Gazebos, pergolas and arbours are a great addition to a garden but commonly confused by home owners and gardeners. Each has its own characteristics and place in garden design.
A gazebo is a stand-alone structure, usually hexagonal or octagonal in shape with sides and a roof and used for a sitting/dining space situated for good views over a garden or landscape beyond. Some structures have lattice-work sides and built in seating.
Benefits of gazebos are a defined sheltered space for sitting/entertaining and these structures can also be placed in problem sheltered areas where direct sunshine is not a required factor.
One problem with gazebos is that they can be potentially expensive and/or can be too large for some smaller gardens.
An arbour is usually a short ‘walk-through’ arched structure, usually made of wood, that provides an entrance and connects one area of a garden to another, and where garden areas may be divided by hedging or fencing. Arbours are often used as a structure for climbers.
An arbour can also be described as a smaller, stand-alone structure with latticed sides, backs and built-in seating to view the garden. Whilst they sometimes get confused with small gazebos, these types of arbours with seats are sometimes referred to as Bowers. They can also carry climbing plants on the outside to blend into the garden design.
Benefits of using arbours has small structures being used to break up garden spaces and to provide height to a garden design with the benefit of a structure to use for climbing plants such as roses and honeysuckle. Smaller arbours with sides and backs can also be a good alternative to gazebos in smaller spaces.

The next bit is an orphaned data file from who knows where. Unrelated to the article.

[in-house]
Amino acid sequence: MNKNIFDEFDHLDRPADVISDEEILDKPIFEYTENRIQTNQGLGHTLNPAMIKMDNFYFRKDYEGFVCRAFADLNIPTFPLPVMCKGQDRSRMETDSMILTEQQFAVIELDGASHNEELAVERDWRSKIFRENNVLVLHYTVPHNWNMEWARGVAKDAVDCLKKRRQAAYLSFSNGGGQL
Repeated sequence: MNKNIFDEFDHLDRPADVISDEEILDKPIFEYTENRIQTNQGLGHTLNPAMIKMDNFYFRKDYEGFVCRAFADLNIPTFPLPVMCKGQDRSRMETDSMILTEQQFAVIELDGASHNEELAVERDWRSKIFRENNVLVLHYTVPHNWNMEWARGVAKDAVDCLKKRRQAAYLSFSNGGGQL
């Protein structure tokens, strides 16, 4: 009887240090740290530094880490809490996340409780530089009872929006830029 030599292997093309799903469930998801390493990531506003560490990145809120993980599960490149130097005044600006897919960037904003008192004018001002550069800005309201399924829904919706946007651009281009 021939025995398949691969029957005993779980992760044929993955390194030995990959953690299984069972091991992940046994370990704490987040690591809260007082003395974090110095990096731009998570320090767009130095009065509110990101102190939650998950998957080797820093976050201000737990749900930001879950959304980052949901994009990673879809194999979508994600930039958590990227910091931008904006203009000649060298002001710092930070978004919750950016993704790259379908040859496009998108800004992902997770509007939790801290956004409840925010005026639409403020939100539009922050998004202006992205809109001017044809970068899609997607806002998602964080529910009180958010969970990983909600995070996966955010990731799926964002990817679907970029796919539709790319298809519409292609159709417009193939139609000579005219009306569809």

One problem with arbours is their stability and amount of structure that needs to be positioned into the ground. This needs careful consideration depending on the structures use and location. The structure’s size needs to be carefully considered once climbers have reached maturity as they add their own bulk to the entrance width.
There are two types of pergola; lean-to and stand alone.
The lean-to type is usually made of wood with no sides but with a solid roof and placed against a house where it provides a transitory area from the inside to the outside usually over a patio area. This area can then be used for seating where climbers are trained up the uprights of the structure to provide interest and scent.
The stand-alone pergola is similar but has an open slatted roof (as shown in the main photo) and is positioned away from any brick structures and frequently used as focal points in a garden design in addition to a seating area. Once again these can be used to provide some protection from the sun particularly when planted with climbers to provide a shade canopy overhead.
Pergolas are very cost effective, being made of pressure treated wood and provide an impressive garden structure. Being an open structure, pergolas are also good in areas where high winds can cause damage to plants and other types of canopies or structures.
The main problem with wooden pergolas is the requirement of frequent painting or staining to maintain the structural integrity of the timber. Painting and staining a wooden structure draped with plant material can be tricky and time consuming.
I would always recommend the use of Gazebos, pergolas and arbours in the garden depending on the client’s requirements and the nature of the garden’s size and use. There is a myriad of styles, sizes and materials now readily available to purchase in kit form. Alternatively, a bespoke structure can be constructed to specification by a good landscape contractor.